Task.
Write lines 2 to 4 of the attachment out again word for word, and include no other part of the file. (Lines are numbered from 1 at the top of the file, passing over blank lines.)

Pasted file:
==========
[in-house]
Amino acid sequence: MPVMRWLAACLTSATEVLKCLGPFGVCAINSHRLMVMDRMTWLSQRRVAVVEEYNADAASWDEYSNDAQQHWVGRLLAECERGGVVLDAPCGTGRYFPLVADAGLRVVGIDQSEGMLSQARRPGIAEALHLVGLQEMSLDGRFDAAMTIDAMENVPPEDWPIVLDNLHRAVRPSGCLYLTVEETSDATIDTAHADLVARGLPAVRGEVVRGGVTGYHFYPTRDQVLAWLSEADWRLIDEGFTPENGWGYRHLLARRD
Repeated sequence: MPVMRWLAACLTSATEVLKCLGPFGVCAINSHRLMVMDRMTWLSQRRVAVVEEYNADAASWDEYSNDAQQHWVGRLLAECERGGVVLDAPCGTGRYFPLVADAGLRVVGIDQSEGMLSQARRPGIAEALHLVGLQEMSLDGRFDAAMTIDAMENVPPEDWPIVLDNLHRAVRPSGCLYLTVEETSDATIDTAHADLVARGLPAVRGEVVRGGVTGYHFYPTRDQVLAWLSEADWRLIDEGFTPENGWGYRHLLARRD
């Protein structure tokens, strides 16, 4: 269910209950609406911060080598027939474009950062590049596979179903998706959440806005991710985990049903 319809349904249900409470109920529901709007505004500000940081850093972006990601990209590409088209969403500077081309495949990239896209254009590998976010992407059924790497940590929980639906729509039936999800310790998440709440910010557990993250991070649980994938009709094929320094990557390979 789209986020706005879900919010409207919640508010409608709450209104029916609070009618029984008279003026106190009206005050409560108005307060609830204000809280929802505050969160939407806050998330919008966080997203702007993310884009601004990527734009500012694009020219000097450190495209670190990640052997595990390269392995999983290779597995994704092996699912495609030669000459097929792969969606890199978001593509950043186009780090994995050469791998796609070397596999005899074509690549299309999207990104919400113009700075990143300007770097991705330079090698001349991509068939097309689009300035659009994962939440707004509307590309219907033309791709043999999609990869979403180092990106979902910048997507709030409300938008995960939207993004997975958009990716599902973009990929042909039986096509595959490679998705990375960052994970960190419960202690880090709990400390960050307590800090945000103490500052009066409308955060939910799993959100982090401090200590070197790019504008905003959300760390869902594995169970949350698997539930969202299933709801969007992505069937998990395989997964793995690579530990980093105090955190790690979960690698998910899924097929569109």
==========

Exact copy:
Amino acid sequence: MPVMRWLAACLTSATEVLKCLGPFGVCAINSHRLMVMDRMTWLSQRRVAVVEEYNADAASWDEYSNDAQQHWVGRLLAECERGGVVLDAPCGTGRYFPLVADAGLRVVGIDQSEGMLSQARRPGIAEALHLVGLQEMSLDGRFDAAMTIDAMENVPPEDWPIVLDNLHRAVRPSGCLYLTVEETSDATIDTAHADLVARGLPAVRGEVVRGGVTGYHFYPTRDQVLAWLSEADWRLIDEGFTPENGWGYRHLLARRD
Repeated sequence: MPVMRWLAACLTSATEVLKCLGPFGVCAINSHRLMVMDRMTWLSQRRVAVVEEYNADAASWDEYSNDAQQHWVGRLLAECERGGVVLDAPCGTGRYFPLVADAGLRVVGIDQSEGMLSQARRPGIAEALHLVGLQEMSLDGRFDAAMTIDAMENVPPEDWPIVLDNLHRAVRPSGCLYLTVEETSDATIDTAHADLVARGLPAVRGEVVRGGVTGYHFYPTRDQVLAWLSEADWRLIDEGFTPENGWGYRHLLARRD
């Protein structure tokens, strides 16, 4: 269910209950609406911060080598027939474009950062590049596979179903998706959440806005991710985990049903 319809349904249900409470109920529901709007505004500000940081850093972006990601990209590409088209969403500077081309495949990239896209254009590998976010992407059924790497940590929980639906729509039936999800310790998440709440910010557990993250991070649980994938009709094929320094990557390979 789209986020706005879900919010409207919640508010409608709450209104029916609070009618029984008279003026106190009206005050409560108005307060609830204000809280929802505050969160939407806050998330919008966080997203702007993310884009601004990527734009500012694009020219000097450190495209670190990640052997595990390269392995999983290779597995994704092996699912495609030669000459097929792969969606890199978001593509950043186009780090994995050469791998796609070397596999005899074509690549299309999207990104919400113009700075990143300007770097991705330079090698001349991509068939097309689009300035659009994962939440707004509307590309219907033309791709043999999609990869979403180092990106979902910048997507709030409300938008995960939207993004997975958009990716599902973009990929042909039986096509595959490679998705990375960052994970960190419960202690880090709990400390960050307590800090945000103490500052009066409308955060939910799993959100982090401090200590070197790019504008905003959300760390869902594995169970949350698997539930969202299933709801969007992505069937998990395989997964793995690579530990980093105090955190790690979960690698998910899924097929569109």